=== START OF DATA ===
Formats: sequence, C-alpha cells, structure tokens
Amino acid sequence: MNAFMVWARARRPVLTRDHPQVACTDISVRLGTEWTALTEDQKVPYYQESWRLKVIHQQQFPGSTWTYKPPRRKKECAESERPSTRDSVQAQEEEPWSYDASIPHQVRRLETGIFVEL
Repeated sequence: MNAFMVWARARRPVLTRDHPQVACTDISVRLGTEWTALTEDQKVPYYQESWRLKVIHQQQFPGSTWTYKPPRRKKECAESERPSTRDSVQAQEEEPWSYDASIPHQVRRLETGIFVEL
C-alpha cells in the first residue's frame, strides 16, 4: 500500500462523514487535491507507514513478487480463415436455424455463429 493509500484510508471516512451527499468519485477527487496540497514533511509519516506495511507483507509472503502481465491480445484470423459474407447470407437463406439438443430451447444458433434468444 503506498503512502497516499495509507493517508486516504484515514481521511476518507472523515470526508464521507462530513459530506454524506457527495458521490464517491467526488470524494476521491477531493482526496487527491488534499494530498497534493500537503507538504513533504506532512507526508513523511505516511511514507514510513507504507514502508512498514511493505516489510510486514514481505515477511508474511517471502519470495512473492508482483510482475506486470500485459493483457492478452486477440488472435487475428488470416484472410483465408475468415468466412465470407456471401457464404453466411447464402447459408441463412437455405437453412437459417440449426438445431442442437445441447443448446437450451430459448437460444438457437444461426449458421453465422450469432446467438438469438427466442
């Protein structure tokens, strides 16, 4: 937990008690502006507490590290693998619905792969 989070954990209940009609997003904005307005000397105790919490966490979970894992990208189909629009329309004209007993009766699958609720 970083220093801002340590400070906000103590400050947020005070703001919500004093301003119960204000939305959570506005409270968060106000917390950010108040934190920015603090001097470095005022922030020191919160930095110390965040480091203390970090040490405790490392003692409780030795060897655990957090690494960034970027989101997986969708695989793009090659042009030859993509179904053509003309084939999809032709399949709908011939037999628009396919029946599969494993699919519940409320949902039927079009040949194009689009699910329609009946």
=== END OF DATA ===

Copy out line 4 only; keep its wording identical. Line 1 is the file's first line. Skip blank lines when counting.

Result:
C-alpha cells in the first residue's frame, strides 16, 4: 500500500462523514487535491507507514513478487480463415436455424455463429 493509500484510508471516512451527499468519485477527487496540497514533511509519516506495511507483507509472503502481465491480445484470423459474407447470407437463406439438443430451447444458433434468444 503506498503512502497516499495509507493517508486516504484515514481521511476518507472523515470526508464521507462530513459530506454524506457527495458521490464517491467526488470524494476521491477531493482526496487527491488534499494530498497534493500537503507538504513533504506532512507526508513523511505516511511514507514510513507504507514502508512498514511493505516489510510486514514481505515477511508474511517471502519470495512473492508482483510482475506486470500485459493483457492478452486477440488472435487475428488470416484472410483465408475468415468466412465470407456471401457464404453466411447464402447459408441463412437455405437453412437459417440449426438445431442442437445441447443448446437450451430459448437460444438457437444461426449458421453465422450469432446467438438469438427466442